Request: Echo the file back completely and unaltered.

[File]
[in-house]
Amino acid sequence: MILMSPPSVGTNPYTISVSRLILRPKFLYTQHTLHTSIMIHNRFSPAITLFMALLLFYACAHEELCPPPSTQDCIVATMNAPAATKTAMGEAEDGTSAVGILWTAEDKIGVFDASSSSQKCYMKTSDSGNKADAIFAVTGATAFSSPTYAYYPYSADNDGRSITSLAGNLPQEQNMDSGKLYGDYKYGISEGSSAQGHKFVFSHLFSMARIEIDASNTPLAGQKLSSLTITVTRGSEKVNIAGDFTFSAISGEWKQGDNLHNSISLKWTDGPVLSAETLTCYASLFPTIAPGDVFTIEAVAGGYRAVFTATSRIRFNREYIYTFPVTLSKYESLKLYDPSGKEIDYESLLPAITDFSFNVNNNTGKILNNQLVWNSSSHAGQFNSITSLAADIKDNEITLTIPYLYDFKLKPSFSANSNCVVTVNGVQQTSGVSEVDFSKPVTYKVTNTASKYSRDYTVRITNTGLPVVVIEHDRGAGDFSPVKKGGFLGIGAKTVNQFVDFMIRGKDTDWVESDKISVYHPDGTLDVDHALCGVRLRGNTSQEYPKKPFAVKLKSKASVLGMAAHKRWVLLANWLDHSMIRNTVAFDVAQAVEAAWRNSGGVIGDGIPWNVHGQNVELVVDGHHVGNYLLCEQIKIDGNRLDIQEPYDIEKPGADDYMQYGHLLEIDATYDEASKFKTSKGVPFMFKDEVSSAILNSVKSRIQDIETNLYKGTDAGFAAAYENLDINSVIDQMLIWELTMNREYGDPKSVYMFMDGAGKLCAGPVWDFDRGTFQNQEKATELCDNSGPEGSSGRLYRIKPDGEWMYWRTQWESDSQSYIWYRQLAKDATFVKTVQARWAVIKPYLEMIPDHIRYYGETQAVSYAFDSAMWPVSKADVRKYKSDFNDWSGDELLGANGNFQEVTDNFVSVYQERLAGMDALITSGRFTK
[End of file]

[in-house]
Amino acid sequence: MILMSPPSVGTNPYTISVSRLILRPKFLYTQHTLHTSIMIHNRFSPAITLFMALLLFYACAHEELCPPPSTQDCIVATMNAPAATKTAMGEAEDGTSAVGILWTAEDKIGVFDASSSSQKCYMKTSDSGNKADAIFAVTGATAFSSPTYAYYPYSADNDGRSITSLAGNLPQEQNMDSGKLYGDYKYGISEGSSAQGHKFVFSHLFSMARIEIDASNTPLAGQKLSSLTITVTRGSEKVNIAGDFTFSAISGEWKQGDNLHNSISLKWTDGPVLSAETLTCYASLFPTIAPGDVFTIEAVAGGYRAVFTATSRIRFNREYIYTFPVTLSKYESLKLYDPSGKEIDYESLLPAITDFSFNVNNNTGKILNNQLVWNSSSHAGQFNSITSLAADIKDNEITLTIPYLYDFKLKPSFSANSNCVVTVNGVQQTSGVSEVDFSKPVTYKVTNTASKYSRDYTVRITNTGLPVVVIEHDRGAGDFSPVKKGGFLGIGAKTVNQFVDFMIRGKDTDWVESDKISVYHPDGTLDVDHALCGVRLRGNTSQEYPKKPFAVKLKSKASVLGMAAHKRWVLLANWLDHSMIRNTVAFDVAQAVEAAWRNSGGVIGDGIPWNVHGQNVELVVDGHHVGNYLLCEQIKIDGNRLDIQEPYDIEKPGADDYMQYGHLLEIDATYDEASKFKTSKGVPFMFKDEVSSAILNSVKSRIQDIETNLYKGTDAGFAAAYENLDINSVIDQMLIWELTMNREYGDPKSVYMFMDGAGKLCAGPVWDFDRGTFQNQEKATELCDNSGPEGSSGRLYRIKPDGEWMYWRTQWESDSQSYIWYRQLAKDATFVKTVQARWAVIKPYLEMIPDHIRYYGETQAVSYAFDSAMWPVSKADVRKYKSDFNDWSGDELLGANGNFQEVTDNFVSVYQERLAGMDALITSGRFTK